As you may know, our online learning (Agile eLearning) uses a music metaphor in which our content is organized into albums, box sets, playlists, compilations, etc.
Every album we have is composed of tracks.
We’ve recently been measuring how long it takes people to get through our tracks.
Some of our tracks take, on average, about 20 minutes while others (especially the ones with programming exercises) can take up to two hours.
When was the last time you listened to a 20 minute song?
Listening To The Metaphor
If popular songs are 2-5 minutes in length, what could we do to make our tracks more like songs?
I started to answer that question by looking at our popular Code Smells album.
In that album, we had a track called Common Code Smells, which contained 20 pages of information, quizzes and videos on the following smells:
- Dead Code
- Duplicated Code
- Long Method
- Large Class
5 out of the 20 pages were on the Long Method smell.
I wondered what it would be like if Long Method was its own track?
But just calling the track “Long Method” sounded boring.
What would make it feel more like a song?
Then it hit me: “The Long and Winding Code” (based of the popular Beatles song, The Long and Winding Road).
I liked that so much that I went on a search for song titles for every smell in our Code Smells album.
Here is the result of that work:
|Smell||Song||Artist||Dead Code||This Is The End, Beautiful Friend||The Doors|
|Duplicated Code||Oops!...I Did It Again||Britney Spears|
|Comment||Communication Breakdown||Lez Zeppelin|
|Long Method||The Long and Winding Code||The Beatles|
|Large Class||Welcome to the Jungle||Guns N' Roses|
|Oddball Solution||When You're Strange||The Doors|
|Primitive Obsession||If I Had A Hammer||Lee Hays and Pete Seeger|
|Switch Statememt||The Choice Remains The Same||Led Zeppelin|
|Speculative Generality||You Can't Always Guess What They Want||Rolling Stones|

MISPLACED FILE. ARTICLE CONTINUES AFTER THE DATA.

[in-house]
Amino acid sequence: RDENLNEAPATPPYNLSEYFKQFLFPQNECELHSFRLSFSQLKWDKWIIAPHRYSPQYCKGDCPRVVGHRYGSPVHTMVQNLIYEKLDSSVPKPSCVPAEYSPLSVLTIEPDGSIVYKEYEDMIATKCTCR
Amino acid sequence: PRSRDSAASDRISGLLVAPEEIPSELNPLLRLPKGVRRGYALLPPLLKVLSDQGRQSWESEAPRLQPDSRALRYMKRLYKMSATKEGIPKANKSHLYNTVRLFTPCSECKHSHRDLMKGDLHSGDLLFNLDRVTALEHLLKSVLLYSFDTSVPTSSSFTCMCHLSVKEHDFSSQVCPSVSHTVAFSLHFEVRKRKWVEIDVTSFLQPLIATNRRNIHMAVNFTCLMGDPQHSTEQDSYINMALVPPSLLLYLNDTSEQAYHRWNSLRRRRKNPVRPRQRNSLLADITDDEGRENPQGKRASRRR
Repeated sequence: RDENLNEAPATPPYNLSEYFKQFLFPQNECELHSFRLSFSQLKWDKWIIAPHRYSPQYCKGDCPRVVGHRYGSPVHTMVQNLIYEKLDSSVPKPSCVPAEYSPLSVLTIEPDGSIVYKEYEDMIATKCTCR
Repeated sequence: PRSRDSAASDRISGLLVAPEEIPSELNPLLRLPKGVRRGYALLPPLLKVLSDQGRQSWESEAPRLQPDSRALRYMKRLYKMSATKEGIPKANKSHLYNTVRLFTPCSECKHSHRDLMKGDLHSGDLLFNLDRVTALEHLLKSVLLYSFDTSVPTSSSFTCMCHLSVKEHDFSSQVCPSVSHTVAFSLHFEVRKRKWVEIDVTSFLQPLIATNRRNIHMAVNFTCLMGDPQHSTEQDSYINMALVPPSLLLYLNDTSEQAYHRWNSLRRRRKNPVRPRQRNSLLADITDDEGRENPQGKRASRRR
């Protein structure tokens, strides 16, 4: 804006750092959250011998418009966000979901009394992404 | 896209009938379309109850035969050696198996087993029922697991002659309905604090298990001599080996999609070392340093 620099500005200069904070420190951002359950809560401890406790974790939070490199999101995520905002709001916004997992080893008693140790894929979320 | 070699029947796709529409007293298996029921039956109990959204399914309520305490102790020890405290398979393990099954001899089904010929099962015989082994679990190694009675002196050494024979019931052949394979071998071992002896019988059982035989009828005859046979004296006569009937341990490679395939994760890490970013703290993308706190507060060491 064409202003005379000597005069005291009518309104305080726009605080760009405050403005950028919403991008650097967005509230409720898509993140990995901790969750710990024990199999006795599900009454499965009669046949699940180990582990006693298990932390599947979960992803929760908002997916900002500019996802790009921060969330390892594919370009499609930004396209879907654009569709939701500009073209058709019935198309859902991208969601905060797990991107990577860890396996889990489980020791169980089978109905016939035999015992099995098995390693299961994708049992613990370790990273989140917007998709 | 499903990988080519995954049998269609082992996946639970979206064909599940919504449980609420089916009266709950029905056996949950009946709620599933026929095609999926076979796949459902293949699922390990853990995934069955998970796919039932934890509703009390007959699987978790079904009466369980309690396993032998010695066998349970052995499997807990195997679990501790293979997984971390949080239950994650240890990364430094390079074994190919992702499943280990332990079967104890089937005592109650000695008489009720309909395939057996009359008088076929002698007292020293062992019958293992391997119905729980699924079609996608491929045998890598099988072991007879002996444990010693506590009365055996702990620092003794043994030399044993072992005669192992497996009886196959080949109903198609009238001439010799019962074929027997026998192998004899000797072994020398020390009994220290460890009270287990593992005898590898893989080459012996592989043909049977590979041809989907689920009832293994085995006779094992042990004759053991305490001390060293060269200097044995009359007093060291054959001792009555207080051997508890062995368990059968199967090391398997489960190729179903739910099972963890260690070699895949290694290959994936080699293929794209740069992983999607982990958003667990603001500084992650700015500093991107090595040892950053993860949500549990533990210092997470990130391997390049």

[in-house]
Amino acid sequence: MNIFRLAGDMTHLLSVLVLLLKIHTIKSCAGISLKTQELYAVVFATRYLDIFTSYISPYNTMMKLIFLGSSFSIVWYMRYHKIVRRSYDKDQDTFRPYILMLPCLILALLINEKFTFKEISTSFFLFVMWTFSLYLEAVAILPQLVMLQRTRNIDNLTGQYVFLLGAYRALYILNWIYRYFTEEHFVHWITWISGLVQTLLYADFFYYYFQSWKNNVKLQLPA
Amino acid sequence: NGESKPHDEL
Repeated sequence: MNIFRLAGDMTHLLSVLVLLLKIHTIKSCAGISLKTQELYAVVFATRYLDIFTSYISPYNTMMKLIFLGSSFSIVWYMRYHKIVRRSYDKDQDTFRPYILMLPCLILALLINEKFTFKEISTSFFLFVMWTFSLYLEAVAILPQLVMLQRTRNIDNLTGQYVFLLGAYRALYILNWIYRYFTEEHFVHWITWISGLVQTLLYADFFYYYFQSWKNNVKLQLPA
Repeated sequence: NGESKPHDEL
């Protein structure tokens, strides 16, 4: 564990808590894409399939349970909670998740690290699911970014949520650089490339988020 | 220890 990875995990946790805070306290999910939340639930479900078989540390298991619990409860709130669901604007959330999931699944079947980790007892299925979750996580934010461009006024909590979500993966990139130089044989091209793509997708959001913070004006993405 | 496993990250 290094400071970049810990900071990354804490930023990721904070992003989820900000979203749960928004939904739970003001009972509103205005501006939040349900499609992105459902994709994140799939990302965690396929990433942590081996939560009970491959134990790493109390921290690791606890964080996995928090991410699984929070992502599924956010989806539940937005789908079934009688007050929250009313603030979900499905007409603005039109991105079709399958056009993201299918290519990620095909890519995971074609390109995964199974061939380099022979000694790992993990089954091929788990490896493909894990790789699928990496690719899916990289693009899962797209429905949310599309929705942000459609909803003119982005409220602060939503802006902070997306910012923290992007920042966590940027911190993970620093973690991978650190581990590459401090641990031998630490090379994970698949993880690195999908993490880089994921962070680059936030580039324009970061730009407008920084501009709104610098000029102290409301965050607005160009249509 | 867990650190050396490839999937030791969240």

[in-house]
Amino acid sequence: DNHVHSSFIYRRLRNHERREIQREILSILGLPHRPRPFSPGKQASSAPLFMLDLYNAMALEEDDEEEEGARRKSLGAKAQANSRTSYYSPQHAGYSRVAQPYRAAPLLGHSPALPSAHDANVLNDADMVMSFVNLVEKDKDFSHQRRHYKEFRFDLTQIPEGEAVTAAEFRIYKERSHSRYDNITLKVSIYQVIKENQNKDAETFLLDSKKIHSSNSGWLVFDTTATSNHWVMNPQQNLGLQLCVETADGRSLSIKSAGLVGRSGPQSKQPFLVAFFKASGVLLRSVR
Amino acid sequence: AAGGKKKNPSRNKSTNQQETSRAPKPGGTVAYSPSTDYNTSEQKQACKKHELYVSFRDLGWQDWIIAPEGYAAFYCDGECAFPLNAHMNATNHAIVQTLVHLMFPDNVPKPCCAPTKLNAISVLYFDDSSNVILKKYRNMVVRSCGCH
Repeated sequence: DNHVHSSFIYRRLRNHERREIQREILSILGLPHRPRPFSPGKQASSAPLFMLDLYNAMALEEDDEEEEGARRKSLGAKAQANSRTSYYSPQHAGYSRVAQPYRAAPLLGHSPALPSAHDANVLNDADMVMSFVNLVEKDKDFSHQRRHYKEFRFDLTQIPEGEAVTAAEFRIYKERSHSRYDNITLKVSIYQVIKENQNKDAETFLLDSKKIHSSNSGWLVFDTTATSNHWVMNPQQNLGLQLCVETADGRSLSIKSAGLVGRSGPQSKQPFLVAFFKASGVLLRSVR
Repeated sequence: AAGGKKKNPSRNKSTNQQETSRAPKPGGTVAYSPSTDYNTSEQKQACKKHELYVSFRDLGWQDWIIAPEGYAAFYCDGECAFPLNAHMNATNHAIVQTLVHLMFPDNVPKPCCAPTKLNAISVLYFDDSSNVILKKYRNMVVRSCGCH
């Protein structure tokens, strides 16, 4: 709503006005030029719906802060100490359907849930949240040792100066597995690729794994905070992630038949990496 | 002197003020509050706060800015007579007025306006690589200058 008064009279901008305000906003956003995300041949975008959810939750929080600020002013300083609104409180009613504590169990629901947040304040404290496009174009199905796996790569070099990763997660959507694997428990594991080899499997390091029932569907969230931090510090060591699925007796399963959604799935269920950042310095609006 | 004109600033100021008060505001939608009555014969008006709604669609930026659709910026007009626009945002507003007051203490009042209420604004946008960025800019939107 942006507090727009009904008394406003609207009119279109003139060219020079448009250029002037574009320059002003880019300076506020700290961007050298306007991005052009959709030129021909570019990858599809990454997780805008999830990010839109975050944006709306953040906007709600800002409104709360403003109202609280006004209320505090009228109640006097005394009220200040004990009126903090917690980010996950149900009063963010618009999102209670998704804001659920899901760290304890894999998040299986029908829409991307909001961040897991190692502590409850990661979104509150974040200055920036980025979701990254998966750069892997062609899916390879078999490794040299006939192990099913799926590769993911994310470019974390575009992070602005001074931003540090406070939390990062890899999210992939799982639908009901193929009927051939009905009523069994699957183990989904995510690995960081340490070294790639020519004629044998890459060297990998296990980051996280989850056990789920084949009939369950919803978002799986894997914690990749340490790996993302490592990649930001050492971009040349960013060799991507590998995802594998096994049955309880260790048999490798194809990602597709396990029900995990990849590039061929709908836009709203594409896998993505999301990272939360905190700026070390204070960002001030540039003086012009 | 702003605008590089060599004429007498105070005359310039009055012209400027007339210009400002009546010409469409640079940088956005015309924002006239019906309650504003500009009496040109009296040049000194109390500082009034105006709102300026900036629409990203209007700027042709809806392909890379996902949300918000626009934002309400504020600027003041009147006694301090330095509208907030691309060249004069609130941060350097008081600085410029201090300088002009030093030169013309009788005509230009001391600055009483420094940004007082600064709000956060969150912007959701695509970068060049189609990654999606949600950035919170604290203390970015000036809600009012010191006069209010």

|Long Parameter List||Too Much Information||The Police|
|Conditional Complexity||Tangled Up In Blue||Bob Dylan|
|Combinatorial Explosion||Here, There and Everywhere||The Beatles|
|Alternative Classes With Different Interfaces||You Say Tomato, I Say Tomhato||Louis Armstrong|
|Inappropriate Intimacy||Don't Stand So Close To Me||The Police|
|Indecent Exposure||Hello, I Love You||The Doors|
|Refused Bequest||Don't Pass Me By||The Beatles|
|Black Sheep||Should I Stay Or Should I Go?||The Clash|
|Data Class||Still Haven't Found What I'm Looking For||U2|
|Solution Sprawl||Across The Universe||The Beatles|
|Feature Envy||I Wanna Hold Your Hand||The Beatles|
|Temporary Field||Every Little Thing You Do Is Tragic||The Police|
|Side Effect||Dust In The Wind||Kansas|
Smaller Learning Batches
Since around 2007, my colleagues and I at Industrial Logic have been heavily influenced by Lean Software Development.
We’ve been reducing our own batch sizes of work to smaller and smaller amounts, which has led us (during the past year) to Continuous Deployment (i.e. every checkin to version control goes live to our site).
But what about our students?
We had not applied Lean thinking to the experience our students have, especially when they go through our online training.
Smaller tracks are small batches of learning.
So the song metaphor has helped us discover a way to make learning easier and more enjoyable for our students.
Testing, Testing, Testing
Since adopting the Lean Startup process, we are not content to just “hope” that students will like our shorter-length tracks (i.e. songs) better than the longer ones we used to have.
We have to measure it.
So in the following week we will be carefully measuring track completion rates and interviewing students to understand whether the song metaphor is helping or hurting their learning.